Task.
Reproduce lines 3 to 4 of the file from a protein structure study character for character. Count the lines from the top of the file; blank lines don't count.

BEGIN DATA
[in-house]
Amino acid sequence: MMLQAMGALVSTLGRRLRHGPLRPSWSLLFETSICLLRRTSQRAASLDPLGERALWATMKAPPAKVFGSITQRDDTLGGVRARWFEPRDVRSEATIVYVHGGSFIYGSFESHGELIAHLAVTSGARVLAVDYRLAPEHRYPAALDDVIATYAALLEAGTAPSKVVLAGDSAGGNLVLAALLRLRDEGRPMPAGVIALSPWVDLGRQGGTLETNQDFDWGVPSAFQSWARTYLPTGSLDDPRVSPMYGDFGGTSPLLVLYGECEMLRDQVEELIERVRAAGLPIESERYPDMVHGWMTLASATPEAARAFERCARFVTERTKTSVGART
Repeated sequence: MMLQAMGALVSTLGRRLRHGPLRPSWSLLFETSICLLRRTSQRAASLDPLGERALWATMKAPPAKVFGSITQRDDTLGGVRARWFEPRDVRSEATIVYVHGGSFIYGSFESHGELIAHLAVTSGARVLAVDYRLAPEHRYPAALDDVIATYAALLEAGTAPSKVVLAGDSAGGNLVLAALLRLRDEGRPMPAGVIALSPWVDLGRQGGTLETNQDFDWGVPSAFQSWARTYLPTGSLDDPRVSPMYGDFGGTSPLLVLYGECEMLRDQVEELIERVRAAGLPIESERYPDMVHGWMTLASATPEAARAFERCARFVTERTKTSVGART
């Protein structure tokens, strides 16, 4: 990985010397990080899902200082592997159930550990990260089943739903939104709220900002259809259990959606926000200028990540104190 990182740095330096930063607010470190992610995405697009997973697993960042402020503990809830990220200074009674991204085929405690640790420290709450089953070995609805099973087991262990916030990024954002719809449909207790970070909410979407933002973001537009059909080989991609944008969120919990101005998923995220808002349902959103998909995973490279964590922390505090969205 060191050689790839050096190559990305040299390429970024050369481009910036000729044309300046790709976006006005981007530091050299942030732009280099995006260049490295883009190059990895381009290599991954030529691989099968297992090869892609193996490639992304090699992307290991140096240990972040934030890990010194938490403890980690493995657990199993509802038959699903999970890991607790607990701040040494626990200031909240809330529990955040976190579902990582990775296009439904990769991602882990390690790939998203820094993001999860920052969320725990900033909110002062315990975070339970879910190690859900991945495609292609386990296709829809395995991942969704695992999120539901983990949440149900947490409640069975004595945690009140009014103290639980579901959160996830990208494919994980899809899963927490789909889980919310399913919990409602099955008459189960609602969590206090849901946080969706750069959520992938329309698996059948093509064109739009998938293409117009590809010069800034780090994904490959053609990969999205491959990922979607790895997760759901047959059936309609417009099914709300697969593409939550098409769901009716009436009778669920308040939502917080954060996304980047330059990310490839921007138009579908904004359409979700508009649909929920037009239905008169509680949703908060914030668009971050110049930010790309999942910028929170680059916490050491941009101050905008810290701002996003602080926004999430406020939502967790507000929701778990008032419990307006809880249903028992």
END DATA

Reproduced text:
Repeated sequence: MMLQAMGALVSTLGRRLRHGPLRPSWSLLFETSICLLRRTSQRAASLDPLGERALWATMKAPPAKVFGSITQRDDTLGGVRARWFEPRDVRSEATIVYVHGGSFIYGSFESHGELIAHLAVTSGARVLAVDYRLAPEHRYPAALDDVIATYAALLEAGTAPSKVVLAGDSAGGNLVLAALLRLRDEGRPMPAGVIALSPWVDLGRQGGTLETNQDFDWGVPSAFQSWARTYLPTGSLDDPRVSPMYGDFGGTSPLLVLYGECEMLRDQVEELIERVRAAGLPIESERYPDMVHGWMTLASATPEAARAFERCARFVTERTKTSVGART
């Protein structure tokens, strides 16, 4: 990985010397990080899902200082592997159930550990990260089943739903939104709220900002259809259990959606926000200028990540104190 990182740095330096930063607010470190992610995405697009997973697993960042402020503990809830990220200074009674991204085929405690640790420290709450089953070995609805099973087991262990916030990024954002719809449909207790970070909410979407933002973001537009059909080989991609944008969120919990101005998923995220808002349902959103998909995973490279964590922390505090969205 060191050689790839050096190559990305040299390429970024050369481009910036000729044309300046790709976006006005981007530091050299942030732009280099995006260049490295883009190059990895381009290599991954030529691989099968297992090869892609193996490639992304090699992307290991140096240990972040934030890990010194938490403890980690493995657990199993509802038959699903999970890991607790607990701040040494626990200031909240809330529990955040976190579902990582990775296009439904990769991602882990390690790939998203820094993001999860920052969320725990900033909110002062315990975070339970879910190690859900991945495609292609386990296709829809395995991942969704695992999120539901983990949440149900947490409640069975004595945690009140009014103290639980579901959160996830990208494919994980899809899963927490789909889980919310399913919990409602099955008459189960609602969590206090849901946080969706750069959520992938329309698996059948093509064109739009998938293409117009590809010069800034780090994904490959053609990969999205491959990922979607790895997760759901047959059936309609417009099914709300697969593409939550098409769901009716009436009778669920308040939502917080954060996304980047330059990310490839921007138009579908904004359409979700508009649909929920037009239905008169509680949703908060914030668009971050110049930010790309999942910028929170680059916490050491941009101050905008810290701002996003602080926004999430406020939502967790507000929701778990008032419990307006809880249903028992």